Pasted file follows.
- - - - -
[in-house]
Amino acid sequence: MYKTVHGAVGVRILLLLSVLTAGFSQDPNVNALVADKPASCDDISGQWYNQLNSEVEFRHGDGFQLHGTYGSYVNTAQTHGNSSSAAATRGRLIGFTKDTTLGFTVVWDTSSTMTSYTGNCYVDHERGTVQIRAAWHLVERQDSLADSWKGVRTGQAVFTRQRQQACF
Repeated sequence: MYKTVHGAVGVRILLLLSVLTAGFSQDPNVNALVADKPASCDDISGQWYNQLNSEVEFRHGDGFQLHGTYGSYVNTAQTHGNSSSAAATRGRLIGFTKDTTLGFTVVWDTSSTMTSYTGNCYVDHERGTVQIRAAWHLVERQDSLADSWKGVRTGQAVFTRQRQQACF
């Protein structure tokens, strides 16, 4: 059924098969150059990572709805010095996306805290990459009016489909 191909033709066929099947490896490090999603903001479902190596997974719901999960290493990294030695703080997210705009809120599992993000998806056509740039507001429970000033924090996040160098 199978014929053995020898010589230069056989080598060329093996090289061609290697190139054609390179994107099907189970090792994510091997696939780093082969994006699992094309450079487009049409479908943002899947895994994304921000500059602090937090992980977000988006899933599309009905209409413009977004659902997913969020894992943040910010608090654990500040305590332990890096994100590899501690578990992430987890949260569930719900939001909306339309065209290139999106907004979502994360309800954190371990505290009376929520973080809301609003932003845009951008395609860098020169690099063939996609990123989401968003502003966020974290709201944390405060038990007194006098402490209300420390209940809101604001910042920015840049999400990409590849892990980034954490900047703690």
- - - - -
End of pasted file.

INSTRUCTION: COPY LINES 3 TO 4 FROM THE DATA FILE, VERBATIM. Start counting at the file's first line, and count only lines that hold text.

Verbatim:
Repeated sequence: MYKTVHGAVGVRILLLLSVLTAGFSQDPNVNALVADKPASCDDISGQWYNQLNSEVEFRHGDGFQLHGTYGSYVNTAQTHGNSSSAAATRGRLIGFTKDTTLGFTVVWDTSSTMTSYTGNCYVDHERGTVQIRAAWHLVERQDSLADSWKGVRTGQAVFTRQRQQACF
């Protein structure tokens, strides 16, 4: 059924098969150059990572709805010095996306805290990459009016489909 191909033709066929099947490896490090999603903001479902190596997974719901999960290493990294030695703080997210705009809120599992993000998806056509740039507001429970000033924090996040160098 199978014929053995020898010589230069056989080598060329093996090289061609290697190139054609390179994107099907189970090792994510091997696939780093082969994006699992094309450079487009049409479908943002899947895994994304921000500059602090937090992980977000988006899933599309009905209409413009977004659902997913969020894992943040910010608090654990500040305590332990890096994100590899501690578990992430987890949260569930719900939001909306339309065209290139999106907004979502994360309800954190371990505290009376929520973080809301609003932003845009951008395609860098020169690099063939996609990123989401968003502003966020974290709201944390405060038990007194006098402490209300420390209940809101604001910042920015840049999400990409590849892990980034954490900047703690």